The student advisor represents more than 140,000 thousand students at Board of Education meetings. The Student Advisor is not a voting member of the Board of Education but has a strong voice.
"Our student advisors make us so much better at our job," Elyse Dashew, the CMS Board Chair said, "because they bring a perspective to things that we think we get. But until a student opens their mouth and tells us the real deal, we really don't get it."
The student advisor actively participates in Board of Education meetings.
"If you check my old interviews, in like my first interview that I had, it was like me saying, the board is full of meanies. They don't want to help and listen to students and they suck," Juan Torres Munoz, the current student advisor said.
He said being the student advisor changed his perspective drastically.
"Now I actually know them. I've met them. And I know that they are persons like there are people who are actually very interested in student involvement," Torres Munoz said.
The student advisor receives feedback from other students through a student advisory council and other methods.
"A lot of times when we talk about social-emotional learning, he'll come back and say, well, here's, here's how it looks like in homeroom right now," Dashew said. "Here's what my peers are saying. And here's some things you might want to adjust."
Torres Munoz has been a vocal voice on mental health in schools.
"I know that mental health, sometimes we just don't have the time to focus on that. So as someone who's going through that, I think it's important that I'm able to like show other students that there are many mental health problems and that the school should provide for students like different resources to tackle them and to cope with them," Torres Munoz said.
Torres Munoz was also vital in getting student voices heard about their dissatisfaction with a proposed plan for clear backpacks in CMS schools.
"When I was campaigning for student advisor it was getting these backpacks out," Torres Munoz said.
After a record year of violence and guns at CMS schools, the board directed the superintendent of schools to move forward with a plan to require all middle and high schoolers to wear clear backpacks.
Students rejected the idea for a number of reasons including the quality of the bags and privacy concerns.
"It was something that got me elected," Torres Munoz said. "And it was something that I wanted to make sure that the board knew, and in the end through that decision, students didn't have to wear backpacks for school."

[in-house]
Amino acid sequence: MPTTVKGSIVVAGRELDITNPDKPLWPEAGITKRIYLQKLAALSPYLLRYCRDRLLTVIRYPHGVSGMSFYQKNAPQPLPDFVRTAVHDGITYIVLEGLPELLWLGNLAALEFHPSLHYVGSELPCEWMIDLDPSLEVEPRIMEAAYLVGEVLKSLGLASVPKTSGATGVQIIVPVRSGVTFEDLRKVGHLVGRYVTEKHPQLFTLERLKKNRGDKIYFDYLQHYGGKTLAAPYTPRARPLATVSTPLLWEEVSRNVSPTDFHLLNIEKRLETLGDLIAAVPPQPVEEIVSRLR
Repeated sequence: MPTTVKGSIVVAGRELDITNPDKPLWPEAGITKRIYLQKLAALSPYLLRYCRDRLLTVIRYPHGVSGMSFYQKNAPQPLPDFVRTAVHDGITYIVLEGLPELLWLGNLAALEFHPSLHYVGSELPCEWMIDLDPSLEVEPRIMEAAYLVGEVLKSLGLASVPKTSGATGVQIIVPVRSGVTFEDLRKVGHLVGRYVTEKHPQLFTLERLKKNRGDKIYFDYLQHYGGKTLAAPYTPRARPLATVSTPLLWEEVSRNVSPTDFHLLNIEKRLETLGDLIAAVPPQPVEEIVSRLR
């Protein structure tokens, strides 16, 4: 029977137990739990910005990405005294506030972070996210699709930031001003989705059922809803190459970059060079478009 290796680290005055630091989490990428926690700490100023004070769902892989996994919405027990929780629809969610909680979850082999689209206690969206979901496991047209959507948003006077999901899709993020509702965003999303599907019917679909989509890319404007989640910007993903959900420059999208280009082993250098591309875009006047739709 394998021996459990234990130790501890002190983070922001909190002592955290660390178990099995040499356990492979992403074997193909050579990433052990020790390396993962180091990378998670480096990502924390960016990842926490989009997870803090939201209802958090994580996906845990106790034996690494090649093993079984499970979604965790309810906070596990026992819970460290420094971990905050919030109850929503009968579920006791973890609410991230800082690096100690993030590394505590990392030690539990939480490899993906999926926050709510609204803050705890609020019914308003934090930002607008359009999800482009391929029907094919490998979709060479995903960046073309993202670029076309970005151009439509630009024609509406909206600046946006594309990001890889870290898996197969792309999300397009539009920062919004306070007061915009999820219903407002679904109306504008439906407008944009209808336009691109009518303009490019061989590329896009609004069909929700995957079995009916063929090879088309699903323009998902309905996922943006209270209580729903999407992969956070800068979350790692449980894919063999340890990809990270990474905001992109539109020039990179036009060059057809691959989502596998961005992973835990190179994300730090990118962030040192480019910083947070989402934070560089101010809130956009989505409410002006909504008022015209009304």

District leaders opted to put the approximately 46,000 backpacks up for auction after it was discovered they came with a Proposition 65 cancer warning from the state of California. They ultimately lost thousands of dollars.
"I wanted to give students that feeling of safety, that someone was going to be there to talk to the board and tell them what was going on in schools and how to feel safer," Torres Munoz said.
Torres Munoz was able to help guide students through their feelings about body scanners in schools.
"At the beginning [students] felt uncomfortable with the body scanners," Torres Munoz said. "But as time passed, we saw that they don't have as many problems with them anymore. And they feel like it's a good chance that was taken by the board."
The student advisor also serves as a Charlotte-Mecklenburg Youth Council officer. They help lead the council and strategy and have regular opportunities to connect with student leaders from across the district. CMYC is the student advisory council for CMS, city and county governments, and GenerationNation.
"The students who have been the student advisors so far do tend to be very busy with extracurriculars, and sports and student leadership at their own schools, and keeping up their grades," Dashew said. "And so they managed to get it all done."
To qualify for the position students must attend CMS and be in 10th or 11th grade. They also must meet CMS' requirements for participation in extracurricular activities.
Torres Munoz had doubts about his qualifications and what he would do as a student advisor.
"I was like I don't know if I can do it," Torres Munoz said. "But then I turned to my people and they were like no you can do it."
Applications are due by noon on September 20, 2022.
Students with questions about the position can contact:
- Student Advisor and Board of Education - Charles Jeter firstname.lastname@example.org
- Student Advisory Council - Amy Farrell email@example.com and 704-343-6999